Uganda is in the spotlight again, following brutal police and military suppression of ongoing public protests. The “Walk to Work” campaign has been organised by the civil society group Activists for Change to protest rising food and fuel prices, corruption and government misappropriation of public funds by Museveni’s NRM government, and has attracted both press coverage and unwanted attention from the military and police.

I remember a conversation with my colleagues, a group of peacebuilders who had gathered in Entebbe for the International Peace Exchange organised by Peace Direct, when they had decided to walk to the market that evening. Each of them complained of the expensive cost of taking a motorbike or even hiring a taxi. I could not help but wonder how the ordinary Ugandans are going about if foreigners could no longer afford transportation costs in Uganda.

Since their participation in the Walk to Work campaign, opposition leaders Dr. Kizza Besigye of the Forum for Democratic Change (FDC) and Norbert Mao of Democratic Party have been constantly harassed by Ugandan police, the military police and Ugandan intelligence agencies. On April 28 Besigye was badly hurt in a gruelling police attack on his car and person and was admitted to a Nairobi hospital where he recently recovered.

Besigye’s participation and the police and military brutality that he has suffered has turned the campaign into a political battle between the police and Besigye’s supporters. Meanwhile, Museveni’s government exploited the opposition leader’s participation as an attempt to unlawfully overturn the result of the last elections. This propaganda however failed to deflect attention from the original cause for the Walk to Work, which was the rising costs of living and government indifference to people’s plight.

And while, it is not simply Besigye’s supporters now protesting, the government’s response has been uncharacteristically dismissive. Instead Uganda witnesses increasing police and military brutality on protesters comparable only to Amin's reign. Museveni takes an oath this week, continuing his reign as the longest regime in power in Uganda and East Africa - if he sees out his term, he will have held uninterrupted power for a remarkable thirty years.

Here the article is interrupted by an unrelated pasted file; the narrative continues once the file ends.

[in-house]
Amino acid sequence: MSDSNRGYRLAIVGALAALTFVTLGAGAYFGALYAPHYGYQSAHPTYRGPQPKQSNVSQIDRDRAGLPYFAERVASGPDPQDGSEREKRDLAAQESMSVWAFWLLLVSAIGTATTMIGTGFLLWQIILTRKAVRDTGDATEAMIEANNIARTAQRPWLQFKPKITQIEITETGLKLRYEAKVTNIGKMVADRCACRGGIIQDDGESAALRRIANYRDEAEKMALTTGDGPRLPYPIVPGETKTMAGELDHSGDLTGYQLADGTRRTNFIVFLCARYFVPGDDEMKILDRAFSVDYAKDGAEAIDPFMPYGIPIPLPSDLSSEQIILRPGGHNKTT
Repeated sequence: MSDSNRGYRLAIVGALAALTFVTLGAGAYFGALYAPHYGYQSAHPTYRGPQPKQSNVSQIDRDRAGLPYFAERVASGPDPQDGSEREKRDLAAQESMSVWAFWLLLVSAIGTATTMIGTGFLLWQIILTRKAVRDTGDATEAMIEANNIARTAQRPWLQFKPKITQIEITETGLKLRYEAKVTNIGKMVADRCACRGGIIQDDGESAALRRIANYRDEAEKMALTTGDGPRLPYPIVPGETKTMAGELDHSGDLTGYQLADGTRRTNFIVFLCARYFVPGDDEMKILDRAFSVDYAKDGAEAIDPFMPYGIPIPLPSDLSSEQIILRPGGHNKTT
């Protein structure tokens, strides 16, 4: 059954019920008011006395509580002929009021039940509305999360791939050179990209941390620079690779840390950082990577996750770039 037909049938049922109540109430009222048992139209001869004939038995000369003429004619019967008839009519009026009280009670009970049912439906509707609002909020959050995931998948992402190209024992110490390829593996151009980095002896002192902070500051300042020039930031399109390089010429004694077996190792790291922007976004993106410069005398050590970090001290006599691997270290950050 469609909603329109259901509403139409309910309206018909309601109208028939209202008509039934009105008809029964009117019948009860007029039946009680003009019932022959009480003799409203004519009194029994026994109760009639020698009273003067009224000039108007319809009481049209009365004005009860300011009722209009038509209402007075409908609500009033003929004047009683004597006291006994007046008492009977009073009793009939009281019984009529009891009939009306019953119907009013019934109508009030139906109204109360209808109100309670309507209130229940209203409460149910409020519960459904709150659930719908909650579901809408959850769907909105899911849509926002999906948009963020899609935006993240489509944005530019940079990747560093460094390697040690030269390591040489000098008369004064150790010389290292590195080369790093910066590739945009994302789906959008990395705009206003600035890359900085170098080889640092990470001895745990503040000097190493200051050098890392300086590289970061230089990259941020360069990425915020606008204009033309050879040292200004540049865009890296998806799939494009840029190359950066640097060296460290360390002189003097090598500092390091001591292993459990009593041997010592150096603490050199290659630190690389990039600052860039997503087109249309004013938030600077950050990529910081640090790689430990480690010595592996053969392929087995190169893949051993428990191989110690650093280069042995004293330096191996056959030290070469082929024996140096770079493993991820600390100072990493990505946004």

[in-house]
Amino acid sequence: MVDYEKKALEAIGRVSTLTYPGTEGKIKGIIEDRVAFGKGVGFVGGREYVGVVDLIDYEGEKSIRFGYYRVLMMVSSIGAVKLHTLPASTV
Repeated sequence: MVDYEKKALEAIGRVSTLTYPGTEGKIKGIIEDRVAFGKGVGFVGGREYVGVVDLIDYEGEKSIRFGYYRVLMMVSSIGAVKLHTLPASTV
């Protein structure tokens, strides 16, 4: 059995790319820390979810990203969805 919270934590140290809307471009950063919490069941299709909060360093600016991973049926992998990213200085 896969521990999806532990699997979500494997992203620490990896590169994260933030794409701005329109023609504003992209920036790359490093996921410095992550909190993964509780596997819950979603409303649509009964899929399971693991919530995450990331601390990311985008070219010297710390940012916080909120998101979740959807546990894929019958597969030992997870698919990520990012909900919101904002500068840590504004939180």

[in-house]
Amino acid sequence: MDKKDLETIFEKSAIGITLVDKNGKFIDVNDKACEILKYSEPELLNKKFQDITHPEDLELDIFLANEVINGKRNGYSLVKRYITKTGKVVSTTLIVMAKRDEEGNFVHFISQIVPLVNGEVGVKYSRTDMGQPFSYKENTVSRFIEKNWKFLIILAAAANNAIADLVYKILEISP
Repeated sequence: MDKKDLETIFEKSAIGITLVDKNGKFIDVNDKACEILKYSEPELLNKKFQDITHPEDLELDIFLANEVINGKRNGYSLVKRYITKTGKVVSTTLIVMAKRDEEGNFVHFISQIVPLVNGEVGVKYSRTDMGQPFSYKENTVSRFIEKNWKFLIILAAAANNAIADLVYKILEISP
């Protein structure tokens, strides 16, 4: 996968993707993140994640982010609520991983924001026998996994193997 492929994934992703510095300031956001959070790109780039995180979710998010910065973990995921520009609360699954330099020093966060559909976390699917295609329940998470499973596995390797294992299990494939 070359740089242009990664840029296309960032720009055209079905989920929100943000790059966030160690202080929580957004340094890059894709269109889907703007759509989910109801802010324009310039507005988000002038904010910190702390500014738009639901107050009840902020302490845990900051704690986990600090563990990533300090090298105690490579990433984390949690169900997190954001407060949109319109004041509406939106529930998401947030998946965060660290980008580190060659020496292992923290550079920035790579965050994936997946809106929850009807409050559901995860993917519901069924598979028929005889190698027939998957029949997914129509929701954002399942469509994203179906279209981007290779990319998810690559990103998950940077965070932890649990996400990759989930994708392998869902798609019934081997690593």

What is interesting however is the fact that the Walk to Work campaign and the popular dissent occurred barely a month after the conclusion of an election period marred by police intimidation and voters bribery but overall viewed as a relatively calm. Many observers are therefore asking why violence has broken out so soon after apparently peaceful elections; what did the elections mean (if anything?). Or, is this a political ploy by the opposition group to oust a “legitimately” elected government using the Egyptian or Libyan-like revolution? No one knows exactly what the underlying motivations are. But it is equally important to recognise that the campaign resonates with a majority of Ugandans' feelings: the suffering they are enduring, and the government’s indifference to their inability to meet the basic of human needs.

The rising cost of fuel, high transport cost and the unaffordable food commodities add to a growing frustration over poor social service delivery and the lack of fiscal discipline by the government. As the inflation grows, of course exacerbated by massive use of cash during the past elections, Ugandans are bewildered with news that their government is spending millions of dollars to buy jet fighters and Museveni’s swearing in ceremony, yet many of them cannot afford basic commodities, tuition fees, health services and even daily transport to work. Meanwhile, the growing militarisation means the police and the army are fully equipped and fire live ammunition on protesters for fun.

Peacebuilders and religious leaders have all condemned the brutal nature of the state response on unarmed civilians. Religious and cultural leaders have called for dialogue and urged the government to respect citizen’s rights. In his Easter summon, the Bishop of Masaka Diocese, Rt. Rev John Baptist Kagwa condemned the government for ordering the security organs to terrorise the citizens. He said “people should be handled with respect, dignity, and with love. They should be told the truth and in a convincing manner. But violence, tear gas, rubber bullet, beating, kicking, and panda gari will not solve the issues.”